Whenever we talk about cancer we immediately think about chemotherapy, the two are synonymous. It is very common for most people diagnosed with cancer to undergo some sort of chemotherapy. Whilst chemotherapy is an essential part of cancer treatment it causes side effects like any other medication.
Most of know the side effects that chemotherapy causes during treatment such as: hair loss, fatigue and nausea but were you aware of the long term side effects or the late onset effects?
Chemotherapy can damage other cells in the body not just the cancerous ones, this means that it has potential to damage other tissues and organs in the body. There is a possibility that there can be damage to the heart and lungs, kidneys and nerves that innervate the extremities resulting in comorbidities. Exercising both during and after treatment helps to lower the risk of these conditions and reduce the severity of all side effects of chemotherapy.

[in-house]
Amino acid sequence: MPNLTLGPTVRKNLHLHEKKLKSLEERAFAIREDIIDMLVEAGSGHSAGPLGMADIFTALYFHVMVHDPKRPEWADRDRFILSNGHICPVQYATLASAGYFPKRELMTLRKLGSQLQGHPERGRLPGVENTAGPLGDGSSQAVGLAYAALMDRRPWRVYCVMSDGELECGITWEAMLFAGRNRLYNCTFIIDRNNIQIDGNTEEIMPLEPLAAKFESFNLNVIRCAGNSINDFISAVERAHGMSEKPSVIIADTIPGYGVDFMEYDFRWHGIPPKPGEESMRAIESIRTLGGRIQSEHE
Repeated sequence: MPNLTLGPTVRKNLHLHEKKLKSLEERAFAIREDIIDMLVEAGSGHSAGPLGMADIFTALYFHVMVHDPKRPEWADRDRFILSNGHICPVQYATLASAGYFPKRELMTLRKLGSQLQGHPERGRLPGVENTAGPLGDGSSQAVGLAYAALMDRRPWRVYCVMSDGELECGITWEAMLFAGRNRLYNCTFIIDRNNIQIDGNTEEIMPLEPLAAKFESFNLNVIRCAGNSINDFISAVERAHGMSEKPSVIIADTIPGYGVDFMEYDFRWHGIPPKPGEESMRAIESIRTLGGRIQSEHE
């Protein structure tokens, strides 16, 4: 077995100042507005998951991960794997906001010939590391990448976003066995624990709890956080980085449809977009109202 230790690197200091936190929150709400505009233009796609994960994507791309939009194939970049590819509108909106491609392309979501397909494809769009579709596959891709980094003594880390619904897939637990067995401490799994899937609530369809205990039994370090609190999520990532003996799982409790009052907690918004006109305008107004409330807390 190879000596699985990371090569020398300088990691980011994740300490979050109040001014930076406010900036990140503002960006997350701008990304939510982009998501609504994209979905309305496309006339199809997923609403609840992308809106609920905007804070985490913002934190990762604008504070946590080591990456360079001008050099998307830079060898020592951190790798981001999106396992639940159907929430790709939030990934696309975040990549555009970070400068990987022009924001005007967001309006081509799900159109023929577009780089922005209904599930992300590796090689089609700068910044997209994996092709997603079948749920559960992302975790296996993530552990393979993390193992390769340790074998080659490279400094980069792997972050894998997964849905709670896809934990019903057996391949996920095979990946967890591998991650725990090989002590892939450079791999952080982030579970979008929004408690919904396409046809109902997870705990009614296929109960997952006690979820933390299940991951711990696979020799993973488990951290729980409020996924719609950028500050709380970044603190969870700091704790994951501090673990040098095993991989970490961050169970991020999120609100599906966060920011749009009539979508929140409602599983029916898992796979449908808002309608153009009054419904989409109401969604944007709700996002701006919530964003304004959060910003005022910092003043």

Exercises will help to reduce the impact that they have on your quality of life and manage them to continue doing what you love. Although there is a risk of these long term side effects, exercise can help treat and manage the conditions associated with the side effects.
Cancer survivors have a higher risk of heart disease, joint replacements and diabetes and whilst these could be due to treatment its often due to the lifestyle changes following cancer treatment.
It is well documented that following cancer treatment most survivors adopt a more sedentary lifestyle. This results in higher BMI (body mass index), weight, body fat percentage and waist measure Which we all know are risk factors for most chronic conditions. This lack of physical activity following treatment is one simple change that can prevent these conditions, that’s why it is so important to maintain physical activity following treatment.
It’s important to seek the advice of a health professional to develop a safe and effective exercise program during and following treatment particularly if you are experiencing side effects or have some movement restrictions following radiation or surgery.